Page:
[one_half]Overrated – Daniil Ivanov
The ancient Celtic tradition of Samhain was a celebration of the new year, when people would light fires and act spooky to ward off spirits. Now, this archaic tradition has been replaced by purple, orange and black decorations; costume parties; and crappy movies.
Don’t get me wrong, I had fun dressing up as a pirate and a ninja for Halloween when I was a kid. Mid-October meant it was time for my mom to drive me to Party City and buy a $25 costume so I could go out with my friends and collect candy from the neighbors. My friends and I would spread out our candy on the floor at the end of the night and host a sweet and sour auction as I gave up a handful of lollipops in exchange for M&Ms and Snickers.
However, I also had fun competing in the fourth grade Spelling Bee, playing kickball at recess and playing with action figures. At no point have I considered bringing any of those nostalgic activities back into my life or trying to revamp them by adding alcohol and wearing promiscuous outfits because I grew up.
The culture around Halloween is so tongue-in-cheek that it hurts. The movies are cringy, the costumes are gaudy and the decorations are nonsensical. We decorate our porches with rotting jack-o’-lanterns and cover our lawns with fake cobwebs and giant inflatable Frankenstein monsters because if you don’t do it then your neighbors will look at you funny.
Between costumes and decorations and bags of candy, we will spend $8.8 billion on Halloween according to the National Retail Federation. And, if you don’t decorate your home with hideous visuals and help kids get cavities, you’re a two-months-early Grinch.
Unlike holidays like Christmas, Fourth of July or Thanksgiving, there’s no overarching message being sent on October 31. It’s not about being thankful or giving or celebrating any historical achievement. Halloween is just a national day of gluttony and spending with a poorly-thought-out color scheme, giving a spike in business to the niche market of distaste.
In short, the only thing spooky about spooky season is how overrated it is.
[one_half]Underrated – Zane Nogueras
As a kid, Halloween is one of the greatest days of the year. Everyone dresses up in unique and creative costumes, either individually or in groups, and you and your friends get to go door to door collecting a seemingly endless amount of candy. While it can be remembered fondly, Halloween seems to lose its luster as we age. Many college students seem to disregard the holiday entirely, but Halloween is vastly underrated and can be even more fun on campus than it was back in grade school.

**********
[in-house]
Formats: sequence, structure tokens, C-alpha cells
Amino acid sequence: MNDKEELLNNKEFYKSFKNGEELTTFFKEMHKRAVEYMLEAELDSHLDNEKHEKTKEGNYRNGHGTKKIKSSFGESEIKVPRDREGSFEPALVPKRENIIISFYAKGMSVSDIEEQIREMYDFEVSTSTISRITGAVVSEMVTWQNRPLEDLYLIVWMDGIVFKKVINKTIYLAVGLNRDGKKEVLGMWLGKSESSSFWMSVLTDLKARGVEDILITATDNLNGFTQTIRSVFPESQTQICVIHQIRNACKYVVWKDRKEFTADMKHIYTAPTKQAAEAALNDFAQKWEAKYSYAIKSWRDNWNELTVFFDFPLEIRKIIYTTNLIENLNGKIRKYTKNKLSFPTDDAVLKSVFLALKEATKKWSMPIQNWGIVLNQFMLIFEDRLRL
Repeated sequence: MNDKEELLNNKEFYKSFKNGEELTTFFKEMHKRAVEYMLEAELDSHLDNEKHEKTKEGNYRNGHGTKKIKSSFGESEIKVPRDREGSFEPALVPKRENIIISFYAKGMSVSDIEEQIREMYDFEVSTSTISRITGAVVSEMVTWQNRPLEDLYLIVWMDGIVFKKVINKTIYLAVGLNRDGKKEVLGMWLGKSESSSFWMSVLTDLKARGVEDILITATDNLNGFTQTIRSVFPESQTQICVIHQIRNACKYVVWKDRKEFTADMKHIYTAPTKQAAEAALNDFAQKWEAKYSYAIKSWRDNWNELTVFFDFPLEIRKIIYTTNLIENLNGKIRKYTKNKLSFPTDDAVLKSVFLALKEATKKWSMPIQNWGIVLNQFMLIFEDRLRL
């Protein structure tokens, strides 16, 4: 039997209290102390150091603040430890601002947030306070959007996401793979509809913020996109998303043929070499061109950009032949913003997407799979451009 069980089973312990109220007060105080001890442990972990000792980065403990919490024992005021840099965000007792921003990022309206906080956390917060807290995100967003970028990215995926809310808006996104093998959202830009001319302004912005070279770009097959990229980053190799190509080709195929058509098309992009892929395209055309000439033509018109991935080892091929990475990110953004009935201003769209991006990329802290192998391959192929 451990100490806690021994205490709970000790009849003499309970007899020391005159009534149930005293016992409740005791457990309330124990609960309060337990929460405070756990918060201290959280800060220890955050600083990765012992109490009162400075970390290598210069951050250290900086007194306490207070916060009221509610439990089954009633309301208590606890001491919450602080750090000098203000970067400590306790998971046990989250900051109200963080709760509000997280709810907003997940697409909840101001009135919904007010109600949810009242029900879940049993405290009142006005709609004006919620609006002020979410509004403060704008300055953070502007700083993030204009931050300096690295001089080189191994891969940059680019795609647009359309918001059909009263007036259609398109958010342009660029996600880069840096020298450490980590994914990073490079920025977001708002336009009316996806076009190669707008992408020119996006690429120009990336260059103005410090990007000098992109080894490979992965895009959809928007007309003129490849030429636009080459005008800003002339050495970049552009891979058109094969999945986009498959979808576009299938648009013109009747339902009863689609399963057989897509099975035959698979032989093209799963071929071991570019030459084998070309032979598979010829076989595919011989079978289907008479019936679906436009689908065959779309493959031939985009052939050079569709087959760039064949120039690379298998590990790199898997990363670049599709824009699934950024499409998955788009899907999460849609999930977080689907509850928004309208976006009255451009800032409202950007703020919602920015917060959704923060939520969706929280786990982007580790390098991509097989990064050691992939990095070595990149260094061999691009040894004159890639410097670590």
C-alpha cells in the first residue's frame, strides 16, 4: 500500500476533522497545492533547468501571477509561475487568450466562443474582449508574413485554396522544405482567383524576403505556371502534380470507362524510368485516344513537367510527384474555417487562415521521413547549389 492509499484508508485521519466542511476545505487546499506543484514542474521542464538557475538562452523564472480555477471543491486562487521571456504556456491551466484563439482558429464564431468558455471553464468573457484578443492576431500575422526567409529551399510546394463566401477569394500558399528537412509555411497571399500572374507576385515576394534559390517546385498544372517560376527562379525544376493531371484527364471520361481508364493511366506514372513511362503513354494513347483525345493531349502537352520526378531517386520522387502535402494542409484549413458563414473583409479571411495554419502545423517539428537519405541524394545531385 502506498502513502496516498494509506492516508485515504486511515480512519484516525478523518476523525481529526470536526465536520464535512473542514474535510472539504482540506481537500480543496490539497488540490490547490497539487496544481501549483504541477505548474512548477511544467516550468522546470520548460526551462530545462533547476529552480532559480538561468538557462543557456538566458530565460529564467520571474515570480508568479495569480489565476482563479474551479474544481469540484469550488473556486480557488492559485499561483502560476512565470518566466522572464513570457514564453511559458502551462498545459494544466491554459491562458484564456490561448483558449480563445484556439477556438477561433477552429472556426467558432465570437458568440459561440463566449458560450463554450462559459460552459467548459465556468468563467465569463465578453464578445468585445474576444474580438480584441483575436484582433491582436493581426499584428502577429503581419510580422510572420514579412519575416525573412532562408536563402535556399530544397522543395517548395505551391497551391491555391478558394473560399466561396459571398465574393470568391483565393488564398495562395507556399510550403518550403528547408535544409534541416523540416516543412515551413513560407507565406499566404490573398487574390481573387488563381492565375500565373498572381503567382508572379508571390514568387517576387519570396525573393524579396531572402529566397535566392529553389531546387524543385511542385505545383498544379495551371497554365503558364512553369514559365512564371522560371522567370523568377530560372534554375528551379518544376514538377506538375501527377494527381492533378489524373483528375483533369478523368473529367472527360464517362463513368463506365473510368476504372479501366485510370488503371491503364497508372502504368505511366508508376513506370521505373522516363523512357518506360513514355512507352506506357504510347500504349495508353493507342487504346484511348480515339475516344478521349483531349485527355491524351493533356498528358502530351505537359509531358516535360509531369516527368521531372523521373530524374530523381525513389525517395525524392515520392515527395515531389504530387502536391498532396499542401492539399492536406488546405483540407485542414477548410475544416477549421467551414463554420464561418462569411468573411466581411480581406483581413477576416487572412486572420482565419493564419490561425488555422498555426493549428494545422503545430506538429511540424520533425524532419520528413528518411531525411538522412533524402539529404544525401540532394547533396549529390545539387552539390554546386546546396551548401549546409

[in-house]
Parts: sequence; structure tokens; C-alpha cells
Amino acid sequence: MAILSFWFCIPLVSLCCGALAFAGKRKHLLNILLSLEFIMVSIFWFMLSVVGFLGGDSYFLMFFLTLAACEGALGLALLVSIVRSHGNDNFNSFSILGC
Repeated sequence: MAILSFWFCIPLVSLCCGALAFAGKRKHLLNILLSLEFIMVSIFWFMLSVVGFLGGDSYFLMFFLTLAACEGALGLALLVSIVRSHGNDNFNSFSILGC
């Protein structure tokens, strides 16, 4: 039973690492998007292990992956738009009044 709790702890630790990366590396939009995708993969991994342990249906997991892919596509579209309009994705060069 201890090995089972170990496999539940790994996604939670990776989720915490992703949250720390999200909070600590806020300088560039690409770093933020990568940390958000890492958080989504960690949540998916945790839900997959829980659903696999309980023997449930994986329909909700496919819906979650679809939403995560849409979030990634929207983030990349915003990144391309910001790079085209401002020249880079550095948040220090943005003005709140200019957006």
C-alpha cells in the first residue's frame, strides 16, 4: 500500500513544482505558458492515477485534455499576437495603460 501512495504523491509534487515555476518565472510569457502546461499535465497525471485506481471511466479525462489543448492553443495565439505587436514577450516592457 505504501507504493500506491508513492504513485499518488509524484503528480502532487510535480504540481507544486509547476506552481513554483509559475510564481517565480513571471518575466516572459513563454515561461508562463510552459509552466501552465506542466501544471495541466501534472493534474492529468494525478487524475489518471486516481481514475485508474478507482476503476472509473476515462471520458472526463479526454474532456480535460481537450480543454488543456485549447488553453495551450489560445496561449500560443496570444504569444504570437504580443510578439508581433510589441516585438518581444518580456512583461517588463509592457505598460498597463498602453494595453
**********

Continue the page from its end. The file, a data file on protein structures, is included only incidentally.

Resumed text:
For the thrill seekers, there are many haunted houses to visit with varying levels of fear-inducing scares. There are also historical tours, such as the haunted tour of the oldest house in New York City, the Morris-Jumel Mansion. For those that like to get their thrills in a more passive way, different groups will host horror marathons, and in some places like Redbank you can see a live performance of “The Rocky Horror Picture Show.”
Unlike the one-and-done days as children, Halloween in college lasts nearly an entire week, with costume parties and celebrations of the spooky season on the weekends of either end of the holiday. Many fraternities will have large Halloween-themed costume parties that attract a variety of students, even people who generally would not party. In New York, there are many Halloween parties, with notable ones being the “Warehouse of Horrors Music & Arts Festival” in Queens and the “Village Halloween Parade” in Greenwich Village.
An underrated perk of Halloween is the week after, when stores rush to clear room for the upcoming Holiday season and any remaining Halloween supplies and candy become increasingly discounted (CVS sells for up to half off).
Halloween is a fun holiday during the peak of the best season of the year. It has activities for all kinds of people: haunted houses and costume parties for thrill seekers; movie marathons and live shows for the casual Halloweeners; pumpkin picking and carving for the less spooky inclined; and incredible post-holiday treat deals for the sugar addicts. Overall, Halloween changes as you get older, but there is still fun to be had while in college and beyond.